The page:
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Sci Total Environ. 2009 Mar 15;407(7):2158-64. doi: 10.1016/j.scitotenv.2008.12.029. Epub 2009 Jan 20.

Relationship between winter temperature and mortality in Seoul, South Korea, from 1994 to 2006.

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Korea Environment Institute, 613-2 Bulgwang-dong Eunpyeong-gu, Seoul 122-706, South Korea.


In South Korea, the mortality increases with temperature above a certain threshold during the warm season. In contrast, despite the common burden of cold weather, little is known about the effects of low temperatures on mortality. We evaluated the relationship between low temperatures and mortality in winter (December-February) in Seoul, South Korea, from 1994 to 2006. Data were obtained from government agencies. After adjusting for trends in time, day of the week, holidays, and relative humidity, we explored the associations between mortality and various cold indicators of winter in Seoul, South Korea. First, we fitted nonparametric smoothing regression models to check the shape of associations and then fitted threshold models (including two different slopes in a model) to estimate the thresholds and the effects of low temperatures using the Akaike Information Criterion (AIC). The graphical associations between cardiorespiratory, cardiovascular, and all causes of mortality and the cold wave index (CWI=T(min, previous day)-T(min, current day)) were observed. We confirmed the threshold according to a lag structure and after that, estimated the effects of CWI below the threshold, respectively. The effects of the daytime CWI lagged by 0-2 days were the strongest among those of the daytime CWI lagged by 0-6 days. The most significant mortality outcomes were cardiovascular-related. Although we could not consider respiratory-related mortality, the effect of CWI on cardiovascular-related mortality below a certain threshold was greater than cardiorespiratory-related or all cause-related mortality. In addition, the association between mortality and CWI was more immediate and vulnerable in an elderly subgroup (> or =65 years old) than in a younger subgroup (0-64 years old). Our results suggest that public health programs should be considered to alleviate not only the effect of sudden change in winter temperature on mortality.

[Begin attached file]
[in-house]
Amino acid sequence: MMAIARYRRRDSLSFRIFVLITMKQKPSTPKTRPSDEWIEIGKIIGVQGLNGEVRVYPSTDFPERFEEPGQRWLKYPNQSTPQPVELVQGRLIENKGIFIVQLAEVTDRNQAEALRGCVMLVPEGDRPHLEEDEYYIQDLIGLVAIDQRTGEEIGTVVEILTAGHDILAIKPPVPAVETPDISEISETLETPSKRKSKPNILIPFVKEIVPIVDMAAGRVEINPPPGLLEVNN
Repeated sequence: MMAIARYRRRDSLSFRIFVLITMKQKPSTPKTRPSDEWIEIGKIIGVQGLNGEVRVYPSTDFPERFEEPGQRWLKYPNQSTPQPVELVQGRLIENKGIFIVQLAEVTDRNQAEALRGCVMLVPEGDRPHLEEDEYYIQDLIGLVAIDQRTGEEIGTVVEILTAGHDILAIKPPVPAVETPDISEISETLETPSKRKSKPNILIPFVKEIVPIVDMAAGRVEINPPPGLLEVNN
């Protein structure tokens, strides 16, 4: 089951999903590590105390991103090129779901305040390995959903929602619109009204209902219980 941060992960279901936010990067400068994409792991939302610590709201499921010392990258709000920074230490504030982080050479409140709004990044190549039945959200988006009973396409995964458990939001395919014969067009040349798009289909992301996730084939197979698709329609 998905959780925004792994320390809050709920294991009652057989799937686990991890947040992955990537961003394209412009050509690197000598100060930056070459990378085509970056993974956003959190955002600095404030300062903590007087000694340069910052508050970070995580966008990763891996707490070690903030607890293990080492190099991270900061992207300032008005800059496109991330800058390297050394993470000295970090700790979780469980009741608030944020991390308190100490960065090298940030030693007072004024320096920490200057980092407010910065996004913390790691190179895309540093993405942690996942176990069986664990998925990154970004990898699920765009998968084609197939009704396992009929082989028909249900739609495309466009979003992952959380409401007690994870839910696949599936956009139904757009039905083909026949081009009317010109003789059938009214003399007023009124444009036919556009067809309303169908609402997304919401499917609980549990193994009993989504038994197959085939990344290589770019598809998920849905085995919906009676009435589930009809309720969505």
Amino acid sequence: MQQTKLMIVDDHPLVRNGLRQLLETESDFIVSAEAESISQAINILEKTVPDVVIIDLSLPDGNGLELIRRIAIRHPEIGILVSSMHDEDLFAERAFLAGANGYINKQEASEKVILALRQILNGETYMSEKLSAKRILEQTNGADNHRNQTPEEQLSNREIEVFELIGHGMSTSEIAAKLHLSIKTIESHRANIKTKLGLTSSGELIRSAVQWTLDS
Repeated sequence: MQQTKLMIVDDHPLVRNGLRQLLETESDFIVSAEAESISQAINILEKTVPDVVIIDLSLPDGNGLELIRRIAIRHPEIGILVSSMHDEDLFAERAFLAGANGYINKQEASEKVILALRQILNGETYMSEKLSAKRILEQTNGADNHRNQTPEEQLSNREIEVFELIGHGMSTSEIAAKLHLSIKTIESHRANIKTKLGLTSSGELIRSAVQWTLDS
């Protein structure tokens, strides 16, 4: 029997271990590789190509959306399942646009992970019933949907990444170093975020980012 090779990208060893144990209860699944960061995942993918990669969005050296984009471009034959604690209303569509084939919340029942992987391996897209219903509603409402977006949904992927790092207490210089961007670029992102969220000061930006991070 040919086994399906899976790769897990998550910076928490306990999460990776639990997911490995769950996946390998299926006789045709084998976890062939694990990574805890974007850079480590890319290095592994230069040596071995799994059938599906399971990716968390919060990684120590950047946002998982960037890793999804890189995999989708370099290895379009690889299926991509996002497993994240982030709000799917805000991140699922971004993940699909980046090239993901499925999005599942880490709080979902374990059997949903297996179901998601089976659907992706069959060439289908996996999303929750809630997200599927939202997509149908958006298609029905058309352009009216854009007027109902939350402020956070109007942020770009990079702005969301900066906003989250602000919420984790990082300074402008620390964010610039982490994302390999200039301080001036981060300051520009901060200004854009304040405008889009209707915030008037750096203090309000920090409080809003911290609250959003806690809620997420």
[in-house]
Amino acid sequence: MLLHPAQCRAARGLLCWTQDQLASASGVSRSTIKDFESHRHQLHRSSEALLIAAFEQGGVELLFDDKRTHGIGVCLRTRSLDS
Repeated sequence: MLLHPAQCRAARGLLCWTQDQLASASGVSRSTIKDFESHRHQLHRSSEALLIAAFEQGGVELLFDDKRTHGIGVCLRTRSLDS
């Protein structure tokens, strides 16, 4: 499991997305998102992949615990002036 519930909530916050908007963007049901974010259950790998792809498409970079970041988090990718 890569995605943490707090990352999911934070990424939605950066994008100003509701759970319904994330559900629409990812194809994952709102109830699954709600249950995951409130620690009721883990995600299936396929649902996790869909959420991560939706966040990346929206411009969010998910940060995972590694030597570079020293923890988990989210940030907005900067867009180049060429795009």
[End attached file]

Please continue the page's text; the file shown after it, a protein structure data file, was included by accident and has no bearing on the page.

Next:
[Indexed for MEDLINE]

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